Primo takes off!

2 Aug 2018 - 14:45

The Main Library foyer was a hive of activity on Wednesday as UCT Libraries launched Primo – a one stop search tool for finding resources and #PrimoOnTheGo to showcase its mobility for students on the move. From pop quizzes and goodie bag draws to sweets handouts with a Primo tip, students enroute to the Library grabbed the opportunity to enter draws and ask their pressing Primo questions to ready Libraries staff and student advisors.

The launch then was opened by UCT Libraries' acting executive director, Dr Reggie Raju to a crowd of awaiting staff, students and academics who gathered. Primo was launched in December 2017 as a "NextGen Library management system". Raju explained how far the system has come since then in terms of user experience and functionality; as Libraries staff used this period to conduct usability studies to ensure that user needs are met.


Primo was introduced as a cloud-based system and users will therefore have access to information anywhere and anytime. "How exciting it is that while we are sitting in the Jammie, we can access the full content of the digital library", Raju added. He added that #PrimoOnTheGo will be seen in the coming days as Libraries staff mobilise to demonstrate to students how accessible Primo is on their journey in and around campus.

"How exciting it is that while we are sitting in the Jammie, we can access the full content of the digital library"


PrimoOnTheGo on the Plaza and Molly Backburn

#PrimoOnTheGo There was a big buzz around Molly Blackburn as students arrived at the stall and were informed about #PrimoOnTheGo. Many of them on were on their mobiles in a flash trying to find a title of a book or journal in order to claim a cupcake. The mood was festive and students enjoyed searching on their devices. A few librarians went out onto the Plaza to hand out fizzes as well.

A tool for novice to expert

The audience was reminded that Primo is for everyone from novice to expert – search once access all Library databases. Due to its minimalist interface and powerful search functionality, Primo provides a wealth of material and access for all – students, researchers, academics, everyone.

Where does Primo and knowledge meet?

Associate Professor Lis Lange, Deputy Vice-Chancellor for Teaching and Learning took to the podium and expressed her excitement about Primo as a knowledge tool. First by unpacking how knowledge is created; through "spotting gaps" and "connecting ideas". She went on to explain the importance of the materials needed to “spark” this creation and that ultimately, “knowledge is created through other knowledge and Primo allows you to walk into a world of knowledge.”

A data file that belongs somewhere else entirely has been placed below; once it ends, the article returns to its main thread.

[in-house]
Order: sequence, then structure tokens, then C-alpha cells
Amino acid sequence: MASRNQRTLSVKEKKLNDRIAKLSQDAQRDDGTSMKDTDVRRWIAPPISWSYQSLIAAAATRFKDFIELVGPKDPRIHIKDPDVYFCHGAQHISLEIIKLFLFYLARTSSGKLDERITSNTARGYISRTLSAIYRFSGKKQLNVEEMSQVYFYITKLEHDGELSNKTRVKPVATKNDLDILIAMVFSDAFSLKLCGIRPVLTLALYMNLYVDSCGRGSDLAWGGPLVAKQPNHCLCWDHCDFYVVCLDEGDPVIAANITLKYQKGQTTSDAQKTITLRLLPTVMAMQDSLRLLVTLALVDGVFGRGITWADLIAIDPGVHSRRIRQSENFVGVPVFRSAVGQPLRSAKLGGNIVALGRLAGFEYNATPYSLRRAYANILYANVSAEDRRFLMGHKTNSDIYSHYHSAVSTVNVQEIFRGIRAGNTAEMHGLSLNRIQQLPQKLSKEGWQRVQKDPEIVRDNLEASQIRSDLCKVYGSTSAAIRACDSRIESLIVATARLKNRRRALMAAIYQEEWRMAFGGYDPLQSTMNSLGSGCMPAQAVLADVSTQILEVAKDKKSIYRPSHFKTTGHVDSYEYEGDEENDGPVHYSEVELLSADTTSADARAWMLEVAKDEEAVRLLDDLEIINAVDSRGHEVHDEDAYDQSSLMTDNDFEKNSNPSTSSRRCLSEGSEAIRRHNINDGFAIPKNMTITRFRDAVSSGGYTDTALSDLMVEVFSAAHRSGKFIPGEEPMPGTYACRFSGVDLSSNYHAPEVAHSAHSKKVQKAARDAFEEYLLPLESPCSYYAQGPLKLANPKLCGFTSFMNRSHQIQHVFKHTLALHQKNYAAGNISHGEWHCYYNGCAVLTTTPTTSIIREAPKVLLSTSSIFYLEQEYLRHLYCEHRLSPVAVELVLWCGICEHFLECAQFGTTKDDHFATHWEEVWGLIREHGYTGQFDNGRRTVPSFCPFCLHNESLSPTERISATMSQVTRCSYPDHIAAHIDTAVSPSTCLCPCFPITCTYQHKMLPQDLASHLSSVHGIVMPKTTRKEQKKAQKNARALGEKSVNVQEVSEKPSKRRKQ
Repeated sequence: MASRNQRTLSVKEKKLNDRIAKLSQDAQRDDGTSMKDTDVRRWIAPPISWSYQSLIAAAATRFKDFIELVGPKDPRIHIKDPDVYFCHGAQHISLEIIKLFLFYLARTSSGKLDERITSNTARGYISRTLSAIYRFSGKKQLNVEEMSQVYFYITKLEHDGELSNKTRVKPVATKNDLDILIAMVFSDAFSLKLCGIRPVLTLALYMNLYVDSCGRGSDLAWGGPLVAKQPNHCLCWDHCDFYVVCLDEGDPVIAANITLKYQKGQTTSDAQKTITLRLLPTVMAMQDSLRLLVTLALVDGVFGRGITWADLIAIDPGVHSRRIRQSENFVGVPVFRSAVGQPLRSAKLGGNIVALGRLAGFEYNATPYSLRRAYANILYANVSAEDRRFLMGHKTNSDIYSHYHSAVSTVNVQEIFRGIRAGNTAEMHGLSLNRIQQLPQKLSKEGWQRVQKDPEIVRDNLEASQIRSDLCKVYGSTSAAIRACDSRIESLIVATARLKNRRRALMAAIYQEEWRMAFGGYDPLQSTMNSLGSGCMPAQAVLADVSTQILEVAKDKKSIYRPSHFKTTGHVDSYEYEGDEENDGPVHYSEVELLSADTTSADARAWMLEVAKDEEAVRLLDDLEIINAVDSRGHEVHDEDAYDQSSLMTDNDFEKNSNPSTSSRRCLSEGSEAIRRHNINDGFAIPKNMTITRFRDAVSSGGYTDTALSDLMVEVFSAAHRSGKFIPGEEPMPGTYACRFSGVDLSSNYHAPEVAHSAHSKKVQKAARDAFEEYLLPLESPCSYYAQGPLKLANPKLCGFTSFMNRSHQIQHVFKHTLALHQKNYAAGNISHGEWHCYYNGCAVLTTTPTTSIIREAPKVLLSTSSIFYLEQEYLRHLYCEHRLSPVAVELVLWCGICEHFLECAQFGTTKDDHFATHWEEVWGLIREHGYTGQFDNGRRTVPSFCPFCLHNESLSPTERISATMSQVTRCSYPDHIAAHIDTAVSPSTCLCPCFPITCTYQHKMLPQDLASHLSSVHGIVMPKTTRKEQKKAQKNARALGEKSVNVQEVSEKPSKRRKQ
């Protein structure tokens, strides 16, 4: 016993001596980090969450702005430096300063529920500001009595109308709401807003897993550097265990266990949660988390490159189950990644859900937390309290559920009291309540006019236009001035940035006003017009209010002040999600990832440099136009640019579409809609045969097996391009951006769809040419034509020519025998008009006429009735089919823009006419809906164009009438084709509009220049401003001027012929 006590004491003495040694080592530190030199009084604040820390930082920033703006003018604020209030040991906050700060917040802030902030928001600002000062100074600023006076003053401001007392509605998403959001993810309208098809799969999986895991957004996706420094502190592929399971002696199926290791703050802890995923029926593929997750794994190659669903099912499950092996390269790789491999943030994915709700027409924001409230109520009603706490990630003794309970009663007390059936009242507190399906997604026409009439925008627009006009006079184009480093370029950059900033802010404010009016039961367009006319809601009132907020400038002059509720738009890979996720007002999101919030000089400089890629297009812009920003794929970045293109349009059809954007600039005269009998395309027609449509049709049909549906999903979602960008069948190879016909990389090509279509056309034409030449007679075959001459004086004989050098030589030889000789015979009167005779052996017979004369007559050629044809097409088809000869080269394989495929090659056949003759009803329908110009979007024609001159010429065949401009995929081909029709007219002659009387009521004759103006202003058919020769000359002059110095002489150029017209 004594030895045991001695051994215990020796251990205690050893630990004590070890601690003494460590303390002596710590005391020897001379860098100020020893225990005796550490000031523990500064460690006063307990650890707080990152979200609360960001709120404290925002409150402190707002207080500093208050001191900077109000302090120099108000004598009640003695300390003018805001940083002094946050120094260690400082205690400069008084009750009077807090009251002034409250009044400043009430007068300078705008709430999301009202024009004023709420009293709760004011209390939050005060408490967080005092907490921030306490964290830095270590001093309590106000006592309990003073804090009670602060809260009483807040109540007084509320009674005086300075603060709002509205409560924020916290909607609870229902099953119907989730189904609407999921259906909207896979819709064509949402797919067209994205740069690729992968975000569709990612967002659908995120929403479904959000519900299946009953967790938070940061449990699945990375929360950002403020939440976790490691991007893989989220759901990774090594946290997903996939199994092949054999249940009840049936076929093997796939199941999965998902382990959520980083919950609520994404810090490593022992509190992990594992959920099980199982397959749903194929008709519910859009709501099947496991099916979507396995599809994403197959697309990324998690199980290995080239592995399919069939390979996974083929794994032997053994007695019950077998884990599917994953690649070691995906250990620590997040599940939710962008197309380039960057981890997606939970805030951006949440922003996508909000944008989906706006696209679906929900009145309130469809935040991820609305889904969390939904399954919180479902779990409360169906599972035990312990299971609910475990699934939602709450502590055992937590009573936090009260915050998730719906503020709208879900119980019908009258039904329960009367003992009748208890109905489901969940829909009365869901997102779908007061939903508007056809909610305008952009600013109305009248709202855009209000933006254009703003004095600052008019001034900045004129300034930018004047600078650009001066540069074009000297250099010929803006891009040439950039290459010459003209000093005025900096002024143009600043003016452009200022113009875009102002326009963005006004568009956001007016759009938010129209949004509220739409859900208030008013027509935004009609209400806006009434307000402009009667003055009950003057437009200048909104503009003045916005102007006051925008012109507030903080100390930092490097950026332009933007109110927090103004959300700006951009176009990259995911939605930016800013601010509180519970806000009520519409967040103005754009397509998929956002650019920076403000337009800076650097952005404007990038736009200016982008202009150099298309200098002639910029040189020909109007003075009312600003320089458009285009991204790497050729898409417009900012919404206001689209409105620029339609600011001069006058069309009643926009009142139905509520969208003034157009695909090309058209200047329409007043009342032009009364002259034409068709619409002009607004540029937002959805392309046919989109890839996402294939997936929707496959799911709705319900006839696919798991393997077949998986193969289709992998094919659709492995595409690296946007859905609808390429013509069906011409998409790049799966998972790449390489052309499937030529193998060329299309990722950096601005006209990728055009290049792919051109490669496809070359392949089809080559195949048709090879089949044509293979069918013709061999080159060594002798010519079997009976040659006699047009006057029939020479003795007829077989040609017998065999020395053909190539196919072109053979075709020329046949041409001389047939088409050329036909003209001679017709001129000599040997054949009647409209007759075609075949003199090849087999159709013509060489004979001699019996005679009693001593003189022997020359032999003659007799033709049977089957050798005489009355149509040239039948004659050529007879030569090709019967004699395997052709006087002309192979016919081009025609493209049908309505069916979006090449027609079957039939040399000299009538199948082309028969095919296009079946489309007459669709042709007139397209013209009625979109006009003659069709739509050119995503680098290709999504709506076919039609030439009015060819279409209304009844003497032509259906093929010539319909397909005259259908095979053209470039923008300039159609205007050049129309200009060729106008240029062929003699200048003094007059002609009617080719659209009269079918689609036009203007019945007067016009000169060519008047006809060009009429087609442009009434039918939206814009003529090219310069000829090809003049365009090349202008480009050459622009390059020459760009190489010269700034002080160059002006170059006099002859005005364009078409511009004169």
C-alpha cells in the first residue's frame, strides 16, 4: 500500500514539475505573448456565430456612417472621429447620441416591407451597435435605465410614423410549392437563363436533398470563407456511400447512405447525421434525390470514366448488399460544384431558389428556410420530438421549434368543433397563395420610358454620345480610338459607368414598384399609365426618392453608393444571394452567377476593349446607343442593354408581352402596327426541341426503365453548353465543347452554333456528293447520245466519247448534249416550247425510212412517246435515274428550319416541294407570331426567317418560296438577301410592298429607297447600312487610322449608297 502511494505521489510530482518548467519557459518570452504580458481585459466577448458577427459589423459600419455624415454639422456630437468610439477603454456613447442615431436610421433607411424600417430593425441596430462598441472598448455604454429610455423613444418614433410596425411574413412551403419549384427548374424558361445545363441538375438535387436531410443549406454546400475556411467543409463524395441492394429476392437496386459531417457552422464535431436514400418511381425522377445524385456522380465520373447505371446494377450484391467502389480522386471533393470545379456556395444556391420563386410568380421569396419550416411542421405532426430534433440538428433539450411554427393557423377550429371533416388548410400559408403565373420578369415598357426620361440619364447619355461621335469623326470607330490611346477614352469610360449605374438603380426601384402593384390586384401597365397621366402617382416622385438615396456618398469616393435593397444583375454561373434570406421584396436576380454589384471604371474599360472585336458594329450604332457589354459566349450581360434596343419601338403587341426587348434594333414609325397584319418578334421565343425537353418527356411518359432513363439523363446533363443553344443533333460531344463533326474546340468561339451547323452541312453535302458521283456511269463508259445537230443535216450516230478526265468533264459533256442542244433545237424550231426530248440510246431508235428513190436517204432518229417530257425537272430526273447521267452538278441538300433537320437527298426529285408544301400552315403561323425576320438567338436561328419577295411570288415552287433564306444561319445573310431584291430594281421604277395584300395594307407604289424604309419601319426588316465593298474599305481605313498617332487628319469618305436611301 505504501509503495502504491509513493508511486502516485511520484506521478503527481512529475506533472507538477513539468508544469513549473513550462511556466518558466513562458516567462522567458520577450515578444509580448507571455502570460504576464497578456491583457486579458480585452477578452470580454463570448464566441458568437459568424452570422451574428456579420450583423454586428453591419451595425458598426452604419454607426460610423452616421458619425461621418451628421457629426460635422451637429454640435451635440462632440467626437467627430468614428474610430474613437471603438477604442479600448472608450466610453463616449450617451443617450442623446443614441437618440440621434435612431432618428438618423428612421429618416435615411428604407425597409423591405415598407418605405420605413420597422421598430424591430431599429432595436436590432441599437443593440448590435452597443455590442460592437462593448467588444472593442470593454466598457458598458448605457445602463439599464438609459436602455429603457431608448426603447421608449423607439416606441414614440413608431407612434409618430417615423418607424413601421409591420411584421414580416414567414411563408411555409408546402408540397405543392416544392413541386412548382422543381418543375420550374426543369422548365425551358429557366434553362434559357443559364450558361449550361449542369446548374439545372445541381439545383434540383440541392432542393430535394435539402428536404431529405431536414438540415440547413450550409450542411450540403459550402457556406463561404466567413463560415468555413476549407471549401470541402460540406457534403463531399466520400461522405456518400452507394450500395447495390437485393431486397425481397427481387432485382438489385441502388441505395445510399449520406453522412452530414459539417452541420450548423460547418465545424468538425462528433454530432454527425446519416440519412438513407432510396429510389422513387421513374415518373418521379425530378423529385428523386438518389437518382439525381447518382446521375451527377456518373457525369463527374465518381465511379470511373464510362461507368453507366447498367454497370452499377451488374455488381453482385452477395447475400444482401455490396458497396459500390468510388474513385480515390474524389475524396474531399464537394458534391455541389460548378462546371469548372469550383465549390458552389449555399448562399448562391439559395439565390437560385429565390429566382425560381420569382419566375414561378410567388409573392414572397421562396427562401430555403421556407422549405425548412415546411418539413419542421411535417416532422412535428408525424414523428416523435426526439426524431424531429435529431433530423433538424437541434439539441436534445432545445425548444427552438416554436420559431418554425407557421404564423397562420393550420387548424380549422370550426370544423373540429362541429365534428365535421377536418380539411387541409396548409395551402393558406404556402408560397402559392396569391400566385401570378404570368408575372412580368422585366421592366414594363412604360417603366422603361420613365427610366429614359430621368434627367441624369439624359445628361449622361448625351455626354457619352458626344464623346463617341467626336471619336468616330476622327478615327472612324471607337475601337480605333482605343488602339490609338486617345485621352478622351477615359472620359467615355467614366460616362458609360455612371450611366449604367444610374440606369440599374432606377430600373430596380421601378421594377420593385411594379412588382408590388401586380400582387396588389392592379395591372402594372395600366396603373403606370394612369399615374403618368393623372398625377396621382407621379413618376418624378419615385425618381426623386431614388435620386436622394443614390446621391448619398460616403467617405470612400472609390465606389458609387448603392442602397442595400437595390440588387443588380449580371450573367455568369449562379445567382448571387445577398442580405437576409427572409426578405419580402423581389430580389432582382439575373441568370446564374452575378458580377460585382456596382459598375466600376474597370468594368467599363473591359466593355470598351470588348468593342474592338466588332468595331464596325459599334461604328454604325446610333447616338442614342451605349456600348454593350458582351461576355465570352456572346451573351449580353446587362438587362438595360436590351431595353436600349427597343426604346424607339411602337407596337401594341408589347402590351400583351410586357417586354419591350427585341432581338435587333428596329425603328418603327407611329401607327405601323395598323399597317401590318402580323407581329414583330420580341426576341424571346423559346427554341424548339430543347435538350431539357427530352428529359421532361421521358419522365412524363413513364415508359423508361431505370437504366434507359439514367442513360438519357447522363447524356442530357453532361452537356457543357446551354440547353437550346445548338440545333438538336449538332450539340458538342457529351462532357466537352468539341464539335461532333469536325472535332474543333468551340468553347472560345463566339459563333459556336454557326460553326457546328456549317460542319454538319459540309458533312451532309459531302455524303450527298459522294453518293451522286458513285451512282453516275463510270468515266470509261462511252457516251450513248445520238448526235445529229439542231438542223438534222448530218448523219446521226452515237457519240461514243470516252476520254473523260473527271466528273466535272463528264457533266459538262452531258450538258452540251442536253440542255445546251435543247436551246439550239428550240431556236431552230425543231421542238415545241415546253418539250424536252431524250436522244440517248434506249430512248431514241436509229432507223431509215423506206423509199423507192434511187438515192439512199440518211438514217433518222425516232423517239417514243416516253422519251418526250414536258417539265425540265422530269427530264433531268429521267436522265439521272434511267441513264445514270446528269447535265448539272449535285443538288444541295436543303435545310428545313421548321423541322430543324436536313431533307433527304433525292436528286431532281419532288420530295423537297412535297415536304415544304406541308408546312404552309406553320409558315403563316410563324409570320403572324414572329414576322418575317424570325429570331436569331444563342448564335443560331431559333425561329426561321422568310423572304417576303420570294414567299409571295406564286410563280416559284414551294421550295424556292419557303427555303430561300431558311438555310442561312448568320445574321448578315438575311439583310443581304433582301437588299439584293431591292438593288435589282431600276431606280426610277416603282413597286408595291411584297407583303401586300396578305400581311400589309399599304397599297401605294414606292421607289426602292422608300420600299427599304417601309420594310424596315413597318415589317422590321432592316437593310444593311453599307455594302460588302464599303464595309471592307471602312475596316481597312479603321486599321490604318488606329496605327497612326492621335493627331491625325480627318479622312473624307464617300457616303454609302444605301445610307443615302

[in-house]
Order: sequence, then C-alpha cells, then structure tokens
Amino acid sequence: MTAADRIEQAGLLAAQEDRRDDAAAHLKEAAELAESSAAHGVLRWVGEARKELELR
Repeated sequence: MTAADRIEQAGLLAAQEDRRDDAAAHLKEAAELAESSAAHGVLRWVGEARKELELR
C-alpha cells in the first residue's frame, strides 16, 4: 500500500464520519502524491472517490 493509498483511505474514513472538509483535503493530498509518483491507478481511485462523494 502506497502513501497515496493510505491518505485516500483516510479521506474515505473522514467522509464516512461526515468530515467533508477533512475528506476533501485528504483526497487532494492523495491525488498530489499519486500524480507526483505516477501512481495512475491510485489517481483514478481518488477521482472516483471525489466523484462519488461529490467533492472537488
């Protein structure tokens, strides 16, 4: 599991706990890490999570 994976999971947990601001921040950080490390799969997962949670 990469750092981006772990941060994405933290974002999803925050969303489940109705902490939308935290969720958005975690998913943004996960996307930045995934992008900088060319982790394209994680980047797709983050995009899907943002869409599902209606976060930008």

"Knowledge is created through other knowledge and Primo allows you to walk into a world of knowledge."

What is exciting about Primo?

Lange emphasised the relevance of Primo for academics developing curricula, who will appreciate easy access to a wide range of material and the relevance during this time of curriculum change, calling it a “21st century mining tool”.

She also shared accounts of her student years while studying at the University of Bueno Aires, where many books were removed during the military dictatorship of Argentina. So, it’s a privilege to have access to information on a computer and this is what excited her the most.

She jokingly added to Raju’s comments about taking Primo on the Jammie with you, saying “You may find something to read before you write, and think before you right which is not a bad thing” and so “don’t Facebook Primo!”.

On closing, Lange said that Primo is another way to increase how students engage with their learning, widening the breadth of the type of knowledge we can access and providing new possibilities around curriculum review.

Primo launches at UCT Libraries branches

Primo Launch at Hiddingh Hall Library
Primo launches were held at many UCT Libraries branches on the day. Students try out #PrimoOnTheGo at Hiddingh Hall Library. Photo credit: Hiddingh Hall Library. View more Launch photos

Story Carmen Louw and Amina Adam. Photos Theresa Schoeman